For Release: October 8, 2009
Pennsylvania Resident Joseph Forte Admits to Operating a Multi-Million Dollar Ponzi Scheme in CFTC Enforcement Action
Forte barred from trading commodity futures and options contracts and CFTC-regulated foreign currency contracts.
Washington, DC - The U.S. Commodity Futures Trading Commission (CFTC) today announced that a federal court in Philadelphia entered a consent order of permanent injunction against defendant Joseph S. Forte of Broomall, Pa. The CFTC charged Forte with fraud and misappropriation in connection with operating a $50 million commodity pool Ponzi scheme. In the consent order, Forte admits defrauding pool participants.
The CFTC enforcement action was filed in the U.S. District Court for the Eastern District of Pennsylvania on January 27, 2009 (see CFTC Press Release 5594-09, January 8, 2009).
The order bars Forte from trading commodity futures and options contracts and CFTC-regulated foreign currency contracts. Forte is also prohibited from soliciting funds for such trading, registering with the CFTC and acting as a principal, agent or employee of a CFTC registrant. The order also requires payment of restitution to defrauded pool participants and a civil monetary penalty. The specific amounts of restitution and civil penalty will be determined later by the court-appointed Receiver, Marion A. Hecht (see the court’s order appointing a receiver).
In the consent order, Forte admits that, from February,1995,through December, 2008, he fraudulently operated a commodity pool, ran a Ponzi scheme and misappropriated commodity pool funds. Forte admits to fraudulently soliciting at least $50 million from at least 76 individuals or entities to participate in a commodity futures pool to trade S&P 500 stock index futures, foreign currency futures and metals futures. Forte admits that in soliciting prospective and existing participants, he claimed to be a successful commodity futures trader and that his pool had a successful track record. The order finds that, to the contrary, Forte was never a successful trader either for himself or for the pool.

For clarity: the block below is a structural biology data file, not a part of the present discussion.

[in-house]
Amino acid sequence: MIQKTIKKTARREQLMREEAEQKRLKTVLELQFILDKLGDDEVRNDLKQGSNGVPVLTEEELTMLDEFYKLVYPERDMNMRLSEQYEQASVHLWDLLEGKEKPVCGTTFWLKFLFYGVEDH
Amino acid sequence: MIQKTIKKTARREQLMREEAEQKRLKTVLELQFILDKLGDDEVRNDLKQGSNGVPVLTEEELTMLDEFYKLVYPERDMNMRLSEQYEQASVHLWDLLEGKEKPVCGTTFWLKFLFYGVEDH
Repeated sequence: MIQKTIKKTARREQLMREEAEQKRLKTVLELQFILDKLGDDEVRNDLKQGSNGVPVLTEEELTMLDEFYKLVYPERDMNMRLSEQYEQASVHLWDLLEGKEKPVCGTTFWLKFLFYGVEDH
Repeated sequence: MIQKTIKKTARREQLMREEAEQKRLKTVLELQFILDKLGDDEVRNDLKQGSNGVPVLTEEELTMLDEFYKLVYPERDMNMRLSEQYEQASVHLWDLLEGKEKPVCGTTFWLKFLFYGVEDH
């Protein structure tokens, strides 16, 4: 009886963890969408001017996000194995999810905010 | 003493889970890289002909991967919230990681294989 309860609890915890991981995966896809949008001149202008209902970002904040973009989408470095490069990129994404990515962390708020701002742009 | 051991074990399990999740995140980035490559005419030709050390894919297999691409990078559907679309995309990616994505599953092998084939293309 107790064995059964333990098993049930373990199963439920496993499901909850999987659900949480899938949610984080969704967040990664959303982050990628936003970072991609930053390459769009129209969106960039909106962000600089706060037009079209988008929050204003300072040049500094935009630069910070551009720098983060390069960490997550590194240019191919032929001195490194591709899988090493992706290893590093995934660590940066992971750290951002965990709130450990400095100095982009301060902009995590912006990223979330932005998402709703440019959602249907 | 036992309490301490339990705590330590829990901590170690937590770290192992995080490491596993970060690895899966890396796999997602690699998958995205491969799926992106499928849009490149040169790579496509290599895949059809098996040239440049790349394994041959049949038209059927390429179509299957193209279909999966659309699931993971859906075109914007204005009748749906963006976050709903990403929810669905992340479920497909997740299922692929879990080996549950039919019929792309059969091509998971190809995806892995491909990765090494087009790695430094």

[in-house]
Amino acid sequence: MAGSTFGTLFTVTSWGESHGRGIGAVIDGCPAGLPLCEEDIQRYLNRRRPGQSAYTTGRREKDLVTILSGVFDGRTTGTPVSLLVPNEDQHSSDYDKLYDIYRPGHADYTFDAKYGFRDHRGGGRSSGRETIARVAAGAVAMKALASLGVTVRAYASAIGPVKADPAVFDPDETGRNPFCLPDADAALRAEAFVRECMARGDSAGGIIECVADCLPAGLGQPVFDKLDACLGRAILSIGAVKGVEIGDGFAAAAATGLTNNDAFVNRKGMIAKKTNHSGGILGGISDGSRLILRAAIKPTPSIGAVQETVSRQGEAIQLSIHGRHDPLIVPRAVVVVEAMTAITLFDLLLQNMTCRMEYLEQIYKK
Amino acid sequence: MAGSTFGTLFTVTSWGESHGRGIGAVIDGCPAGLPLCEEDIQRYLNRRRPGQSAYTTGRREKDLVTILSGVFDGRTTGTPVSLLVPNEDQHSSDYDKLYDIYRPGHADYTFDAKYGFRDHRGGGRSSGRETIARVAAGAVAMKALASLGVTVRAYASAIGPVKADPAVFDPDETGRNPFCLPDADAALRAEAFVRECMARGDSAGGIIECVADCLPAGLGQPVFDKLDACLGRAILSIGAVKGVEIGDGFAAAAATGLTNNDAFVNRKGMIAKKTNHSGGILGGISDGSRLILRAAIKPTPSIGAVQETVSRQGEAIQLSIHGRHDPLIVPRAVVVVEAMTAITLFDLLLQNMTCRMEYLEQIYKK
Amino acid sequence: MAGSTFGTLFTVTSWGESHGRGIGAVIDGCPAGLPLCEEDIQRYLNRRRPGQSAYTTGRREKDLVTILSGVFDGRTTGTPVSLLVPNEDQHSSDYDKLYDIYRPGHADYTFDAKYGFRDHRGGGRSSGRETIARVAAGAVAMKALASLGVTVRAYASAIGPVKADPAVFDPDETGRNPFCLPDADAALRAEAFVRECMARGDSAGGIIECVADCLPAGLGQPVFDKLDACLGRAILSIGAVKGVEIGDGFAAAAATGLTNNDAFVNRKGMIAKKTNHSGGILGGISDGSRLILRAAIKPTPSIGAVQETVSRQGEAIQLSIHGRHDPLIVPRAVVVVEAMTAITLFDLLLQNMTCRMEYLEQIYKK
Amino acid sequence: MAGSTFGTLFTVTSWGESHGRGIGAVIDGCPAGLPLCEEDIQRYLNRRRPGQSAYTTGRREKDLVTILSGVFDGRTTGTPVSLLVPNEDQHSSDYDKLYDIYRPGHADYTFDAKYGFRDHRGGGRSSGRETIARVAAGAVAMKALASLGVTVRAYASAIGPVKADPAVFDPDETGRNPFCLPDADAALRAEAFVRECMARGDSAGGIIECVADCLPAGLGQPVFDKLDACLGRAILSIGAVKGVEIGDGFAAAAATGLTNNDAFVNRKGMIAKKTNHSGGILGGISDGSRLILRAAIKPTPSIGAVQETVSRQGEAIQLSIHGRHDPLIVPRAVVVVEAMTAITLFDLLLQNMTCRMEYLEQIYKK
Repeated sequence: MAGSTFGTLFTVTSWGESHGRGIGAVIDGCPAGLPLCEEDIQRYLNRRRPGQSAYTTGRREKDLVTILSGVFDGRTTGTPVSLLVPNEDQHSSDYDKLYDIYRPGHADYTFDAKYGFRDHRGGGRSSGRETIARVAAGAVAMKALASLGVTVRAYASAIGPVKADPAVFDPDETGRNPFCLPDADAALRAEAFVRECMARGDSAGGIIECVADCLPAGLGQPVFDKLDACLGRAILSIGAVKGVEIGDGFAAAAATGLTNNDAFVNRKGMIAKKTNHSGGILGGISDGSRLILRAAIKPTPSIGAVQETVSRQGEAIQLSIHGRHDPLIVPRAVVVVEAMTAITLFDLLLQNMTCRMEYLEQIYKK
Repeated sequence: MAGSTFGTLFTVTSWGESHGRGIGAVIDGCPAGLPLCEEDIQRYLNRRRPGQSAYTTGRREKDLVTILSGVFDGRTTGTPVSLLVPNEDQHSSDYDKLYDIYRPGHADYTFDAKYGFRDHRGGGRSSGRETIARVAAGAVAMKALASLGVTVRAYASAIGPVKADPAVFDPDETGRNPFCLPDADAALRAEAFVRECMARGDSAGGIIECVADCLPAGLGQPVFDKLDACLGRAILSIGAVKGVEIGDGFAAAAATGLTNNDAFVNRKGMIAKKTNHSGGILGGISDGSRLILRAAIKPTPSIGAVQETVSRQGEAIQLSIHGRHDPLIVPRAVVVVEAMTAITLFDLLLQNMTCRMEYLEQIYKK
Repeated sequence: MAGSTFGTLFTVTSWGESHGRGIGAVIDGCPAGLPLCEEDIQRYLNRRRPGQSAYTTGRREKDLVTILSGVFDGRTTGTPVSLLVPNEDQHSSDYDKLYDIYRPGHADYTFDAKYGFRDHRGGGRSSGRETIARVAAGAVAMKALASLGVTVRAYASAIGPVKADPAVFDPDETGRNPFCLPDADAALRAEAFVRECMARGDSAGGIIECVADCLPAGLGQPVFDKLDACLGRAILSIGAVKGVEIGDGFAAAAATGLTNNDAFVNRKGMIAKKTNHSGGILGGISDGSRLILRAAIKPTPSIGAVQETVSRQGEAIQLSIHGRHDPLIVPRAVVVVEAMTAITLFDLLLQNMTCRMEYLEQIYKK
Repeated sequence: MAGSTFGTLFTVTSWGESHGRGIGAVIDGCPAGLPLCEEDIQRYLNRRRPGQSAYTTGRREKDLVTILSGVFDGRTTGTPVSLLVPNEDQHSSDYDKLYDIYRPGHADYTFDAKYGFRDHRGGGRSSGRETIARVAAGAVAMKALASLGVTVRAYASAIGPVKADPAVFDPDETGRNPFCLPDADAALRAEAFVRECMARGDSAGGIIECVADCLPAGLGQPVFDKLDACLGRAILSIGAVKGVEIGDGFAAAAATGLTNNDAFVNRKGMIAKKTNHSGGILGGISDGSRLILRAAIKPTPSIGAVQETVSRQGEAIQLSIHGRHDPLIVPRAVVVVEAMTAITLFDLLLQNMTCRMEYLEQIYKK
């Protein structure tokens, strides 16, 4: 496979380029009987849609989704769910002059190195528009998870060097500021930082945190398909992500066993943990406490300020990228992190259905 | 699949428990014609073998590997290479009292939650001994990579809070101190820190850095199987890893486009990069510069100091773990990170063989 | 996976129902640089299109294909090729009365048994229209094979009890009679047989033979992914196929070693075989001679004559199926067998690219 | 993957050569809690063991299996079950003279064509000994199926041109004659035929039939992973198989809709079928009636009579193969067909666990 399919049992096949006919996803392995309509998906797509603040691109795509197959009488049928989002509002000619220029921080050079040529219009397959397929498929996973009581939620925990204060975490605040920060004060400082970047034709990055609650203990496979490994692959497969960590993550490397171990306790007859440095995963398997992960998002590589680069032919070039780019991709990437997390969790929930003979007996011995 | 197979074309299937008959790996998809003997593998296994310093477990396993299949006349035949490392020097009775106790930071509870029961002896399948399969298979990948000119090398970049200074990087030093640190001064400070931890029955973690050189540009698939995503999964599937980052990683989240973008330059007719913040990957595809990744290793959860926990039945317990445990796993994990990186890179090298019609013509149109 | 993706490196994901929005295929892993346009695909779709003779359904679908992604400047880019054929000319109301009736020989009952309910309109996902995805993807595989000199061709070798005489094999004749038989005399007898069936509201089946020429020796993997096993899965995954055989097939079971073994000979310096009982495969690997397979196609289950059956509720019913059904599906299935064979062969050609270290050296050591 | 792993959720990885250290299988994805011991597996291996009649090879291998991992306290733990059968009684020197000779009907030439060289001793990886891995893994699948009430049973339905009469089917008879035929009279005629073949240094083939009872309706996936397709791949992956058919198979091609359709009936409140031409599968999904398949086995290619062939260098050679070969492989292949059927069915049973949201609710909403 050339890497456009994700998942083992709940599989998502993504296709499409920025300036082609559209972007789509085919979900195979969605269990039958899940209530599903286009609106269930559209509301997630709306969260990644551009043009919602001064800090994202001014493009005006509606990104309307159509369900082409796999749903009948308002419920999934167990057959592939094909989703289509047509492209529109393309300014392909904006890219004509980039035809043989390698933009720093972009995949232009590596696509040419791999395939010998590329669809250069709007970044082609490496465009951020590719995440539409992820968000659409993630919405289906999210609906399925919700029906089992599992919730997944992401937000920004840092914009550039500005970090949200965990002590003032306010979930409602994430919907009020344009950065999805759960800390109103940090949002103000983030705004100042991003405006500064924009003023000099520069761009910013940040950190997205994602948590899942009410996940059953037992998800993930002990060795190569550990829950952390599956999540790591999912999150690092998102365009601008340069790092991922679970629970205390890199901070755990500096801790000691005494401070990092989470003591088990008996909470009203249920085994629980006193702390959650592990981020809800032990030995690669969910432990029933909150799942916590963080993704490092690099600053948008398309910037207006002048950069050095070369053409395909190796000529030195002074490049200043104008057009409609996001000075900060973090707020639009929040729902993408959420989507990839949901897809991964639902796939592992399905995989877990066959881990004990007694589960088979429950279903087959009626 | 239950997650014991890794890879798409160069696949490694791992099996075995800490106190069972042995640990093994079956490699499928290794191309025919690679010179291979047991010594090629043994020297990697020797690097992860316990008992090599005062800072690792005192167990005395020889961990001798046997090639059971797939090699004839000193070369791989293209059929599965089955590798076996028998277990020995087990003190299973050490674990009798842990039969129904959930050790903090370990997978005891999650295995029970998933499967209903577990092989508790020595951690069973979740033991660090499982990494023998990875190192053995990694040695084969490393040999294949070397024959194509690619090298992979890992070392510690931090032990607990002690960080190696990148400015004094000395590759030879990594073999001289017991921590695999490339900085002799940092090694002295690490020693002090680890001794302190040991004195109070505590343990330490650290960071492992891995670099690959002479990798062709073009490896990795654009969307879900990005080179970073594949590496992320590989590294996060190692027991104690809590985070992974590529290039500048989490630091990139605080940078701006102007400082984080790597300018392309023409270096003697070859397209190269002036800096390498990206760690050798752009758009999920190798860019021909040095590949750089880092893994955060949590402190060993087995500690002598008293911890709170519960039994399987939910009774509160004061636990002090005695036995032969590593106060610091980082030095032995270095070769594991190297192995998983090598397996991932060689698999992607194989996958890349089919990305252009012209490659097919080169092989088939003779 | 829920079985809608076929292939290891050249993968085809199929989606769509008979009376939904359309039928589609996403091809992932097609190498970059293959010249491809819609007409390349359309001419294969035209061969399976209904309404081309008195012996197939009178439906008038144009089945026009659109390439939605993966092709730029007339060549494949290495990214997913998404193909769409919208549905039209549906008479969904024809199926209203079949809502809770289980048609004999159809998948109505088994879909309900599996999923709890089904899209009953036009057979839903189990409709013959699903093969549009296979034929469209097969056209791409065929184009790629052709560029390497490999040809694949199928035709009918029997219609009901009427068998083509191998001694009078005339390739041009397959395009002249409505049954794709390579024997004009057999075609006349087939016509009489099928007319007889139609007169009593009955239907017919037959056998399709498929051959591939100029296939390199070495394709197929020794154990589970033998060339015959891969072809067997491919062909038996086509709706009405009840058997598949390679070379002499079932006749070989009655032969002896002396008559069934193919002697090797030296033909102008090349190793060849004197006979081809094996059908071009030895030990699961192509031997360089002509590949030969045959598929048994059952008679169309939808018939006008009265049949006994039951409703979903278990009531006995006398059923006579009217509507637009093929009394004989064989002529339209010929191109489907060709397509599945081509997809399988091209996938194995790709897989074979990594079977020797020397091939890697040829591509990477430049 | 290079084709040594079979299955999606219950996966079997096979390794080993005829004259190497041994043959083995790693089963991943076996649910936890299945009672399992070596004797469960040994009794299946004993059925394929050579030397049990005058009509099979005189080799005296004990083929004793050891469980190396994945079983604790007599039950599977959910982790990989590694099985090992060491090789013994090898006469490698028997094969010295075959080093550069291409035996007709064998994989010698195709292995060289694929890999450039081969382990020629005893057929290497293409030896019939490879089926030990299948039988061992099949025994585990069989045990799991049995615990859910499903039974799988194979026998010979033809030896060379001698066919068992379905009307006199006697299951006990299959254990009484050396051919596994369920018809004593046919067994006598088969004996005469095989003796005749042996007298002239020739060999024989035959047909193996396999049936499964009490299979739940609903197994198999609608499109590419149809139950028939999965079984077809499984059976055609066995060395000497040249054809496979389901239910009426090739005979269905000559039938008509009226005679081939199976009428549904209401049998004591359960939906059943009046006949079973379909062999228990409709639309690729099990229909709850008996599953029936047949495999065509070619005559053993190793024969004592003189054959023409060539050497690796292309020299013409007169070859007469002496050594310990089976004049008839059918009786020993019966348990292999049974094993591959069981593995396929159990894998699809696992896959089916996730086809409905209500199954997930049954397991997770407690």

Forte admits he paid himself at least $10 to $12 million as his purported fees for his profitable trading on behalf of the pool. Forte estimates that he spent at least $15 million to $20 million of pool participants’ funds to pay off other pool participants and to pay business expenses.
According to the order, Forte engaged in minimal trading and sustained net losses of at least $3 million trading commodity futures on the pool’s behalf. For a 34-month period from 2004 into 2007, he conducted little to no trading at all. However, Forte issued false statements to pool participants reflecting gains and consistent returns of approximately 20 percent to more than 36 percent annually, and that the pool had increased in value to more than $154 million.
Forte Enters Guilty Plea in Criminal Action
On June 5, 2009, Forte entered into a guilty plea agreement in United States v. Forte in the Eastern District of Pennsylvania. The Securities and Exchange Commission also filed an action against Forte, and the court entered a Partial Final Judgment on September 29, 2009.
The following CFTC Division of Enforcement staff members are responsible for this case: Luke B. Marsh, Timothy M. Kirby, Kara Mucha, Gretchen L. Lowe and Phyllis J. Cela.
Last Updated: October 8, 2009